Tuesday, Bank of Japan Governor Kazuo Ueda emphasized the need to maintain an ultra-loose monetary policy for the time being, but signaled the possibility of raising interest rates if inflation and wage growth exceed expectations.

“In light of current economic, price, and financial developments, it is appropriate to maintain monetary easing,” Ueda told parliament.

In response to a question from an opposition lawmaker about the drawbacks of prolonged monetary easing, Ueda stated that the shape of Japan’s bond yield curve has normalized, in part due to declining global yields.

Ueda reiterated that Japan’s monetary policy must remain loose to meet the BOJ’s 2% inflation goal in a sustainable, stable, and wage-raising way.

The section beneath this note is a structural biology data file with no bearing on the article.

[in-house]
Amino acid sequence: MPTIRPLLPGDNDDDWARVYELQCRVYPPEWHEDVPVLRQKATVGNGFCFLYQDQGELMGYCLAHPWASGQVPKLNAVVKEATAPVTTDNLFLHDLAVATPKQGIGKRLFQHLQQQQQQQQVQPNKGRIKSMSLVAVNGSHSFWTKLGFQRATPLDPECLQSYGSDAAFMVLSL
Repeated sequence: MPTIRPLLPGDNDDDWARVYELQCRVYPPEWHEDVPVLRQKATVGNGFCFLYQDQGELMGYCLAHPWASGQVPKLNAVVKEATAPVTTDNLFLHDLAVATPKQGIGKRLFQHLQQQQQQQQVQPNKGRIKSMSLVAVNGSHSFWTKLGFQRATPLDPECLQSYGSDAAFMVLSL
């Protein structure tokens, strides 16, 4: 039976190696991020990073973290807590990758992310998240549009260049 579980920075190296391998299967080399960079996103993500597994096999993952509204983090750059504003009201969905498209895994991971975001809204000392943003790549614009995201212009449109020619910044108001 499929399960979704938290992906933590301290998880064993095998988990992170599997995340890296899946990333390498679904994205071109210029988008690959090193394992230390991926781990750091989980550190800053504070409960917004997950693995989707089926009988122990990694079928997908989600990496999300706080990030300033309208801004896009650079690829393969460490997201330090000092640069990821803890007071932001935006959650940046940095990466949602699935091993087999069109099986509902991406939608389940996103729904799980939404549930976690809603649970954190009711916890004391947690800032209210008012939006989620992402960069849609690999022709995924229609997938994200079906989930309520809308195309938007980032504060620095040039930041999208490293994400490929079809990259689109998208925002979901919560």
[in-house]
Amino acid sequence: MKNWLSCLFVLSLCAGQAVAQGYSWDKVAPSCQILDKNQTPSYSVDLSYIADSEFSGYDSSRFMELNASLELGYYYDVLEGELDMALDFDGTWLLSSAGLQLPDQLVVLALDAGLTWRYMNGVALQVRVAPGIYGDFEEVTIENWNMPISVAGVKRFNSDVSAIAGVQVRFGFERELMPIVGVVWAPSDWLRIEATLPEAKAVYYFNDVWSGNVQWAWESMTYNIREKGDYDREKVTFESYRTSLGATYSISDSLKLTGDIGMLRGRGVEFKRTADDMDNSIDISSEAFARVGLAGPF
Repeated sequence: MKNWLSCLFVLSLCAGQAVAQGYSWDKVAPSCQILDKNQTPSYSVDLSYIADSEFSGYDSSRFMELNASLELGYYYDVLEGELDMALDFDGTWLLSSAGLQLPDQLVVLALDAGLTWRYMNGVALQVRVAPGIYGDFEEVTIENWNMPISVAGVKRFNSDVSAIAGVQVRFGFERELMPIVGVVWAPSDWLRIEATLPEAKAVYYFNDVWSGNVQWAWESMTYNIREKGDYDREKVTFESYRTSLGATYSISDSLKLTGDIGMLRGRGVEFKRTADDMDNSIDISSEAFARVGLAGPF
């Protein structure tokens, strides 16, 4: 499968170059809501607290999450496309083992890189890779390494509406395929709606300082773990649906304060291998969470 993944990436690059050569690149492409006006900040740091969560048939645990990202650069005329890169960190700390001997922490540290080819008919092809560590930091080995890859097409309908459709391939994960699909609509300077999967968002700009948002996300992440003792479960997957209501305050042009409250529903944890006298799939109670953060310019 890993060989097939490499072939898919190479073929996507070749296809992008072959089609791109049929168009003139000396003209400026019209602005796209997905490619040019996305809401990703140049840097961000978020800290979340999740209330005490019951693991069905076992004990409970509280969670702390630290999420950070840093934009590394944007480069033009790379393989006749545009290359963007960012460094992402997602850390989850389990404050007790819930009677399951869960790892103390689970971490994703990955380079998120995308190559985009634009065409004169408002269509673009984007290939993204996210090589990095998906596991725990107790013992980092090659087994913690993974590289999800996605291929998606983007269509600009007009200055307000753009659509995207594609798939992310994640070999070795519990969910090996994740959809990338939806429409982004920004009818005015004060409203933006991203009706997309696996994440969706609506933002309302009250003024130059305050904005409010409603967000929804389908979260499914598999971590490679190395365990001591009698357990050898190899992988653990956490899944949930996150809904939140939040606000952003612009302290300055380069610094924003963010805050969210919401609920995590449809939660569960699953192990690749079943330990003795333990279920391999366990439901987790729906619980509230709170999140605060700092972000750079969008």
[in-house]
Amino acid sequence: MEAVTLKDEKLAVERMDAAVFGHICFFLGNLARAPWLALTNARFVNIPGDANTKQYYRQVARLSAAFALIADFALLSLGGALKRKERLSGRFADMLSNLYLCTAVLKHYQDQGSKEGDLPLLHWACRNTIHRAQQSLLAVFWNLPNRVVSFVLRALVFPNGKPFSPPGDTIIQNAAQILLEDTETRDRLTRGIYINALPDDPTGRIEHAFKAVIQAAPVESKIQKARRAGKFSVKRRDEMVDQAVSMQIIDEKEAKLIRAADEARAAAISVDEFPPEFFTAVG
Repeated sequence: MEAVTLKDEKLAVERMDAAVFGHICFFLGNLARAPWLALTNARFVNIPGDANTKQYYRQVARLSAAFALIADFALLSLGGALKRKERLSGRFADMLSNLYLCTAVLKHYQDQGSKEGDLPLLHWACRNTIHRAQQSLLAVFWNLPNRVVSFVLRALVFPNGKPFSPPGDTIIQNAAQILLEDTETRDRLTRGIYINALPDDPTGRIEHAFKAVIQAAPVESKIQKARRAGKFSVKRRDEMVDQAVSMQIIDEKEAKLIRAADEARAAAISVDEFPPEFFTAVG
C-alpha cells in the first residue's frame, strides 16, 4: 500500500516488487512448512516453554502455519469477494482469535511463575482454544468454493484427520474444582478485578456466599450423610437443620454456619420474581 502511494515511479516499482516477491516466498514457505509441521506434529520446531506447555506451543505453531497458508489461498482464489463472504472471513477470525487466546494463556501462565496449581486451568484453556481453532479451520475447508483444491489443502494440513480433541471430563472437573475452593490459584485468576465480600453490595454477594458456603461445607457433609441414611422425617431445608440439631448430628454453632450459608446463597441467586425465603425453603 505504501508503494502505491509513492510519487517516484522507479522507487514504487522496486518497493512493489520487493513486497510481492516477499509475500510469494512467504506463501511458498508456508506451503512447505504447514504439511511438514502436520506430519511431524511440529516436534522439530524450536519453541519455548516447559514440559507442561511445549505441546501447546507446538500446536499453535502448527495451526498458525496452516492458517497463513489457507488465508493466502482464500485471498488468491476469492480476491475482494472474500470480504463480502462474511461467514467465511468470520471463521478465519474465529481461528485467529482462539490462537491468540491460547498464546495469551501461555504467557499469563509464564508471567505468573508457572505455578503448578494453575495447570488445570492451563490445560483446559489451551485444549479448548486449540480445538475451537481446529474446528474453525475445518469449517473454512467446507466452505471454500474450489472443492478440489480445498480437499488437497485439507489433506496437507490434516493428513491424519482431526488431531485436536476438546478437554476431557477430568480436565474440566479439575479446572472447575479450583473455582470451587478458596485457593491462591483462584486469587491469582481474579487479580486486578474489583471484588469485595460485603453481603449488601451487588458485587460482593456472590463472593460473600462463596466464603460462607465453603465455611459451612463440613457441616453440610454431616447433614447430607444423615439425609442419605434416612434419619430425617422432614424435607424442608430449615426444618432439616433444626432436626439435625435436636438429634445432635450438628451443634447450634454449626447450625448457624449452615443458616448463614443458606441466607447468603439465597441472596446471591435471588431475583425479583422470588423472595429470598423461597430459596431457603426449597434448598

“However, if wage growth and inflation accelerate faster than anticipated and call for a tightening of monetary policy, the BOJ is prepared to respond by increasing interest rates,” he said.

Ueda’s remarks are made in advance of the BOJ’s two-day policy meeting beginning on Thursday, which will be the first meeting he will preside over since assuming the position earlier this month.

At the meeting, it is anticipated that the BOJ will maintain its current monetary settings and dovish policy guidance in order to support a fragile economic recovery and emerging signals of wage growth.

The markets are rife with rumors that Ueda will steer the BOJ in the direction of phasing out his predecessor Haruhiko Kuroda’s massive stimulus, which garnered criticism for distorting market pricing and crushing financial institutions’ profits.

Under yield curve control, the BOJ directs short-term rates to -0.1% and 10-year bond yields to approximately 0%, with an implicit ceiling of 0.5%.

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